Close governmental control over state broadcasters can have very tangible effects for a country’s citizens. Mapping Media Freedom’s Hungary correspondent, said: “Controlling and using the public media for political purposes is a very important piece in the overall plan of the Orbán government to control the information ordinary people living in rural areas have access to. In underdeveloped areas, most people get their daily news from public media. Local newspapers were purchased by businessmen close to the government; independent radio stations did not receive new licences from the Media Council (and were replaced by government-friendly stations), meaning that people who are not particularly tech-savvy, and don’t use the internet, have no access to information critical to the government. Meanwhile independent media is shrinking.”
Between 2015 and 2016, the European Audiovisual Observatory noted that a third of public media suffered budget cuts totalling nearly €139 million. In France the government asked for large cuts, prompting a strike in autumn 2017. The French government has also announced changes to public television due in 2019. Unions already fear that certain channels will be merged or eliminated.
Debate over licence fees persists across the EU, as seen last year in Switzerland, where the proposition to make the licence fee disappear was overwhelmingly opposed by citizens during a referendum.
This context of crisis contributes to deteriorating working conditions and job losses at state broadcasters. In the Czech Republic, in June, during a meeting of the parliamentary committee for the media, the head of the state radio announced planned cuts of 120 workers. When an opposition party deputy on the committee asked him whether he was planning to use this opportunity to settle scores with his opponents within the radio network by carrying out a purge, the director said that he did not want to increase the licence fee, and that the dismissals would provide enough money in the budget to pay the remaining employees.
These incidents suggest that public media, which plays a vital role in citizens’ right to information, is under acute pressure. The EU must act more decisively to ensure these services have independence.
The 19 reports coded with the death flag from EU member states, candidate states and potential candidate states in the database record a variety of factors.
Investigative journalist Ján Kuciak and his partner were killed at their home in February 2018. Kuciak was investigating the relationship between criminal syndicates and government officials. Authorities have since made a number of arrests.
Anti-corruption journalist Daphne Caruana Galizia was killed when the car she was driving exploded as a result of a bomb in October 2017. Caruana Galizia was the subject of multiple lawsuits at the time of her murder.
Swedish freelance journalist Kim Wall was murdered during a trip on an experimental submarine in August 2017. Inventor Peter Madsen, who created the vessel Wall was writing a story about, was later found guilty of the crime.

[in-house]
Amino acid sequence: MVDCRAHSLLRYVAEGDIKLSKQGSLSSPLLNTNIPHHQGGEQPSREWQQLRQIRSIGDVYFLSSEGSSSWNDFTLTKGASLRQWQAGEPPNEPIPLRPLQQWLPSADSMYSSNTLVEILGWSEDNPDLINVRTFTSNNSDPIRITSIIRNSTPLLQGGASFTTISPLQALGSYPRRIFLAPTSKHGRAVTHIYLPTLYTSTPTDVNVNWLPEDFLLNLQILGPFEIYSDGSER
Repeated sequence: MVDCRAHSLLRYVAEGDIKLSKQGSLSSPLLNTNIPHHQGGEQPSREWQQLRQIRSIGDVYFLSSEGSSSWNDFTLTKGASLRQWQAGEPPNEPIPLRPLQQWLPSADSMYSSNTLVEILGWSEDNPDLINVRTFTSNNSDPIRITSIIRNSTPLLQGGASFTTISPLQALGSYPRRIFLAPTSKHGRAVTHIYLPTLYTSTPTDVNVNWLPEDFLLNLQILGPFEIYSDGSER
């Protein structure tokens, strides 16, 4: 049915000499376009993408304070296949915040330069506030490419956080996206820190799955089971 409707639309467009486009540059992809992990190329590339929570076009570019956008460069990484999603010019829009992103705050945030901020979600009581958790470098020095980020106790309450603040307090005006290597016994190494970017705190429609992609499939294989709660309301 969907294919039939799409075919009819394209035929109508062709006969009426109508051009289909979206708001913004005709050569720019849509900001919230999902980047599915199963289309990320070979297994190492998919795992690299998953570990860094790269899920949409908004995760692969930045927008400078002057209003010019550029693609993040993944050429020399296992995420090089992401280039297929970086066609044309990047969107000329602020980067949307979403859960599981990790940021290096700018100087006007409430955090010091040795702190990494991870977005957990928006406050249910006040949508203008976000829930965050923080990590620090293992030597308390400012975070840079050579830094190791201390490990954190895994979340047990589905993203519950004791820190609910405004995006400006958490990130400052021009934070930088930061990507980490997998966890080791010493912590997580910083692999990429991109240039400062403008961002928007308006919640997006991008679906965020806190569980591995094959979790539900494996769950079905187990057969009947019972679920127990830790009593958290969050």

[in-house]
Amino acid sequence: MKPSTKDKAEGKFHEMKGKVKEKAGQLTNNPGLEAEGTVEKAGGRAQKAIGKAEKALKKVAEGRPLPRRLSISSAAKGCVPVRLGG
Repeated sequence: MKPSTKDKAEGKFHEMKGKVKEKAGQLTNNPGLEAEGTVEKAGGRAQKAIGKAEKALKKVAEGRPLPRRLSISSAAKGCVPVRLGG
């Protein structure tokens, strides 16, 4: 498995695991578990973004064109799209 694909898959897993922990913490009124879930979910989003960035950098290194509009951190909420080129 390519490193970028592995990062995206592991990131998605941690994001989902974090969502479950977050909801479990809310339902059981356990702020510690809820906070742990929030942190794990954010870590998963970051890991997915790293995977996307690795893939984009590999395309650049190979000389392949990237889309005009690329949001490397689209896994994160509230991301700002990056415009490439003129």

Danish film director Finn Nørgaard and security guard Dan Uzan were murdered in February 2015 when an armed individual attacked two seminars in an attempt to assassinate Lars Vilks, a controversial Swedish cartoonist, who was scheduled to appear.
Crime journalist Martin Kok was shot dead in December 2016. Kok, who was the founder of a blog about the Dutch criminal underworld, had been targeted with a car bomb in July 2016.
Journalist Łukasz Masiak was beaten to death in Mława in June 2015. Masiak, who ran local news site NaszaMlawa.pl, which monitored local officials, had regularly received death threats, though Polish authorities later found that his profession did not play a role in his death and the perpetrator was charged.
Twelve people were murdered in a January 2015 terrorist attack on satirical magazine Charlie Hebdo. Ten of the victims worked for the weekly, which had published cartoons depicting the Prophet Mohammed, and two were police officers. Four cartoonists were killed.
Journalist and radio host Luka Popov was murdered at his home in Srpski Krstur during a burglary in June 2016. Three suspects were later arrested and police said they confessed to the crime.
There were 445 verified incidents flagged as having a physical assault as part of the narrative in the EU member states, candidate and potential candidate countries.
Italy was the EU member state with the most reports categorised as physical assaults, with 83 incidents verified during the period covered. It was followed by Spain (38), France (36), Germany (25) and Hungary (18). In candidate and potential candidate countries, Turkey had the highest number of assaults with 36. It was followed by Serbia (26), Bosnia and Herzegovina (16), Macedonia (14) and Kosovo (13).
In Italy, assaults are most often directed against journalists by private individuals who are part of the stories being covered. In France, Germany, Spain and Hungary, journalists are most often assaulted during demonstrations – whether by protesters or police.
There were 437 verified incidents flagged as having included an arrest or detention as part of the narrative in the EU member states, candidate and potential candidate countries.
The overwhelming number of arrests and detentions in the countries covered in this report took place in Turkey. The country’s 324 reports – including the 80 that took place before the failed coup of July 2016 – document the ongoing crackdown on press freedom that accelerated after the attempted putsch.